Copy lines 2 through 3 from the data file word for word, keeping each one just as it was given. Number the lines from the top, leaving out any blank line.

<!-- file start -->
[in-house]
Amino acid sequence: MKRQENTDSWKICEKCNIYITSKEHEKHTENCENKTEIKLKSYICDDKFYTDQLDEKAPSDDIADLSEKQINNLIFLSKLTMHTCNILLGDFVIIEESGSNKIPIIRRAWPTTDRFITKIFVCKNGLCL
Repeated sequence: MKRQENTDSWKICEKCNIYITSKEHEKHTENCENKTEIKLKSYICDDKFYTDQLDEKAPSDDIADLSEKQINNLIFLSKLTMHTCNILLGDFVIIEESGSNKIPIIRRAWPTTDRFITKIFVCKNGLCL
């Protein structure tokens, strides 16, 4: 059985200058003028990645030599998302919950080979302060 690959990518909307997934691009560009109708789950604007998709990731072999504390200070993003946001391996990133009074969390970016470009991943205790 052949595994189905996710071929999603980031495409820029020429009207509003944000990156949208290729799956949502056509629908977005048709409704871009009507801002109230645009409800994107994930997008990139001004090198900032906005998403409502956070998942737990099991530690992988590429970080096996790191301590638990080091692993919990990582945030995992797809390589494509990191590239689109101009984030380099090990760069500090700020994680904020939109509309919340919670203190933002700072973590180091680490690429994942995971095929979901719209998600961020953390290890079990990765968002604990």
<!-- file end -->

Amino acid sequence: MKRQENTDSWKICEKCNIYITSKEHEKHTENCENKTEIKLKSYICDDKFYTDQLDEKAPSDDIADLSEKQINNLIFLSKLTMHTCNILLGDFVIIEESGSNKIPIIRRAWPTTDRFITKIFVCKNGLCL
Repeated sequence: MKRQENTDSWKICEKCNIYITSKEHEKHTENCENKTEIKLKSYICDDKFYTDQLDEKAPSDDIADLSEKQINNLIFLSKLTMHTCNILLGDFVIIEESGSNKIPIIRRAWPTTDRFITKIFVCKNGLCL